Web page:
How City investors reacted to the EU vote result

The City woke up to find the Leave campaign had won the EU vote. Picture: Oli Scarff/Getty Images
The City woke up to find the Leave campaign had won the EU vote. Picture: Oli Scarff/Getty Images
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As more than £100 billion was wiped off London’s top-flight index and David Cameron said he would quit as Prime Minister following Britain’s decision to leave the European Union, City investors gave their reaction.

Nick Parsons, market strategist at National Australia Bank

“We are down between 5 and 10 per cent across markets in Asia, Europe, the UK and US. A fall of 5 per cent does not affect the economy, a fall of 10 per cent may affect the economy, and a fall of 20 per cent would definitely affect the economy and in a bad way.

“We need to see whether there is any co-ordinated action across the G7 and G20 countries and whether it is successful in calming investor nervousness or the current mood spirals from worry to something like panic. Early next week will be important in seeing how the market is going to view things, whether it feels Brexit will trigger real economic consequences.”

READ MORE: David Cameron to resign after European Union referendum loss

Richard Hunter, investment strategist at Wilson King Investment Management

“The Footsie is currently off about 7 per cent, which I would say about 4 per cent is directly down to the referendum news. There’s shock because late on the market had been more relaxed that there would be a Remain vote.

“It’s a broad-brush fall across the market, with financial and housebuilding stocks having taken a particular hit.”

David Buik, equities analyst with broker Panmure Gordon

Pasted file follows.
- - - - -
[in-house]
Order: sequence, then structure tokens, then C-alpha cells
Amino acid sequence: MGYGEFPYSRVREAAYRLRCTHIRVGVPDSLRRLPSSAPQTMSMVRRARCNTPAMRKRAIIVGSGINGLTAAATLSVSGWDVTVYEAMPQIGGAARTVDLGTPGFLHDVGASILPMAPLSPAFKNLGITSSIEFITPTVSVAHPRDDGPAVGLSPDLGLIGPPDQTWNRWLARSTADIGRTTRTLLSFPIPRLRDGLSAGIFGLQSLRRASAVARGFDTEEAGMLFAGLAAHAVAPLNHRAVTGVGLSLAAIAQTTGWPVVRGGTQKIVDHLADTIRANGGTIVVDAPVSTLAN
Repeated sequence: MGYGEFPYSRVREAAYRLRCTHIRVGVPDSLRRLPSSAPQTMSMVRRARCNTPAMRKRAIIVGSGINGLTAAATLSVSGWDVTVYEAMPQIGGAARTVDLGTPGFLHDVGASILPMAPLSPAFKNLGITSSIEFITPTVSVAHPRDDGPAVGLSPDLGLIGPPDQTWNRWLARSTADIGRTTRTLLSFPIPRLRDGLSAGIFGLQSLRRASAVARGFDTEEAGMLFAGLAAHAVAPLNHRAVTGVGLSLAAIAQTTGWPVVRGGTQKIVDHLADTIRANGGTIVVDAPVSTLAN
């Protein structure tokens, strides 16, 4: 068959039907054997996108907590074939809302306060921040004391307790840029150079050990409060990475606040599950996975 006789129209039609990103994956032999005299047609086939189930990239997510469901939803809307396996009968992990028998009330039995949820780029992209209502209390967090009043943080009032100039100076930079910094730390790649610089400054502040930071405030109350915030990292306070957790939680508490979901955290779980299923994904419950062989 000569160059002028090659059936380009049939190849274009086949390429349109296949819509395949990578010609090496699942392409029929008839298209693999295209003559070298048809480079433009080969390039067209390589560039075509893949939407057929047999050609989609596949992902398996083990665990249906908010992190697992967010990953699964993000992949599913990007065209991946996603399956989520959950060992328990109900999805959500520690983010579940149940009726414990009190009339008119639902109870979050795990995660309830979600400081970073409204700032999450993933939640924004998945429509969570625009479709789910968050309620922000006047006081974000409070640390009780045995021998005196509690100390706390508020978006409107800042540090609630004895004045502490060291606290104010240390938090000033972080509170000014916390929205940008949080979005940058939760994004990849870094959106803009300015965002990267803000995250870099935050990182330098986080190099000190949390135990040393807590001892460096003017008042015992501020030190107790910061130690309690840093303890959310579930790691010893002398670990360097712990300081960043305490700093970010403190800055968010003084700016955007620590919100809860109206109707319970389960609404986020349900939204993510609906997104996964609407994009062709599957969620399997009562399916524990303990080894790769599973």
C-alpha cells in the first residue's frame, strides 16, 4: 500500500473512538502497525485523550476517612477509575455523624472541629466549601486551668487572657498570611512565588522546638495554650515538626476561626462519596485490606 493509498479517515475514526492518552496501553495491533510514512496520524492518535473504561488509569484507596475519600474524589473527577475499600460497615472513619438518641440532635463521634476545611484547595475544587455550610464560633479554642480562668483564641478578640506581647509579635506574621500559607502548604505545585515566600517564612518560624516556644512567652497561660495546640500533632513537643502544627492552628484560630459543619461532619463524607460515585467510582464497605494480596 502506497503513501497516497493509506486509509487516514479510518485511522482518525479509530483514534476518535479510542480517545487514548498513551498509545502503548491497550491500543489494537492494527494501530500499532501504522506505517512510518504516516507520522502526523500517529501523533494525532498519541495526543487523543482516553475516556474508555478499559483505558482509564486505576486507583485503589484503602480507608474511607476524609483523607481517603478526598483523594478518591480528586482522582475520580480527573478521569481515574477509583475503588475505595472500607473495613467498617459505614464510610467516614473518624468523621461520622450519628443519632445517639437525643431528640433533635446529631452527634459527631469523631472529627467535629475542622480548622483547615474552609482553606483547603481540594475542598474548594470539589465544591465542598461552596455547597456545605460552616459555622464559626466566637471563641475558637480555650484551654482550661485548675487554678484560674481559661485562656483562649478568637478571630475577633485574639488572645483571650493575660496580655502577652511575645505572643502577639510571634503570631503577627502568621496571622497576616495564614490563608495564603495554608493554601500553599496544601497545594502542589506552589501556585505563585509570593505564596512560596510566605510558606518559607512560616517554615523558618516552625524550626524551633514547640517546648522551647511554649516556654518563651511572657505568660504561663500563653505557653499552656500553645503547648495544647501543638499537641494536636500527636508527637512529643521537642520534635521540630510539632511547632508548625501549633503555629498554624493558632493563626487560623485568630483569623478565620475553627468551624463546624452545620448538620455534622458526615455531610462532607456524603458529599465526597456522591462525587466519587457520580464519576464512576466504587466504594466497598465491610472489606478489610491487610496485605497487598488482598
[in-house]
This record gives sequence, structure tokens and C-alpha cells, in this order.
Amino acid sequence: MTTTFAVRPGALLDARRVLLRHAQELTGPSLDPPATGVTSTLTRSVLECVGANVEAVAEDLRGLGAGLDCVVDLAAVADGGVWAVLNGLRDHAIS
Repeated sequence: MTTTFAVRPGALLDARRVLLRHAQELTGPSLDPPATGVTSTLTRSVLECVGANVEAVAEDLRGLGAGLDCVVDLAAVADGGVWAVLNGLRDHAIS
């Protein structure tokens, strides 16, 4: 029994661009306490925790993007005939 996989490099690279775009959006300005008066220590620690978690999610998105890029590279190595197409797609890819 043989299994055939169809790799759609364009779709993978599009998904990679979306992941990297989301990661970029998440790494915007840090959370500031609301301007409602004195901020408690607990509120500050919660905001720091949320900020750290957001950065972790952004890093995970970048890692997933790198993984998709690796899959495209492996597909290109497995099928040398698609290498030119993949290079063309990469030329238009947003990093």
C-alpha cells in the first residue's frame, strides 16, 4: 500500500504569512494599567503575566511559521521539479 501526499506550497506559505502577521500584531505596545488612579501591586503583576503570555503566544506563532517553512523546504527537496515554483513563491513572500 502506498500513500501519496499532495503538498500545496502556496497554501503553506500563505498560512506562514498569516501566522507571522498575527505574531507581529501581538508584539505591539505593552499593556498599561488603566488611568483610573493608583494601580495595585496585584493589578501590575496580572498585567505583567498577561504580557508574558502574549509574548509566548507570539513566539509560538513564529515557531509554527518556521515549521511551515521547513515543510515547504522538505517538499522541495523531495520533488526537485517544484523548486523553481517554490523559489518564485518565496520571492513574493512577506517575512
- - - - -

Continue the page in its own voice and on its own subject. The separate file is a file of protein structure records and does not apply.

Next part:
“There has been a dramatic reaction because the market had thought Remain was going to win. Now there’s a complete turnaround. We have not just had a ‘correction’ in equity prices but a huge correction.

“I think the reaction is way overdone, however, and caught up with the apocalyptic rhetoric in the late stages of the referendum campaigns. Currently, the FTSE 100 is still 300 points above where it was in mid-February.”

READ MORE: Sterling slumps to 30-year low as voters back Leave

Paul Mumford, senior fund manager at Cavendish Asset Management

“I think there will be bargain-hunters around. We were over 540 points off, now nearer 440 points, and there must be value out there, in companies like Barclays Bank which is off 20 per cent.

“I think things will calm down as time passes and people realise 70 per cent of FTSE 100 companies’ earnings are overseas and that the sharp fall in sterling will make our exporters very competitive. That will translate into earnings per share and dividends.”

Clem Chambers, chief executive of financial markets website ADVFN

“Currently I think it could have been even worse following the Leave victory. It would not have surprised me to see the Footsie off 10 per cent.

“I don’t think even now that a lot of people have calculated what it means. It’s unknowable how this is going to pan out, even if in the short-term the market falls are a value opportunity.

“But in the wider sphere, you could be talking five years of recession and five years of recovery. It’s an absolutely generational event.”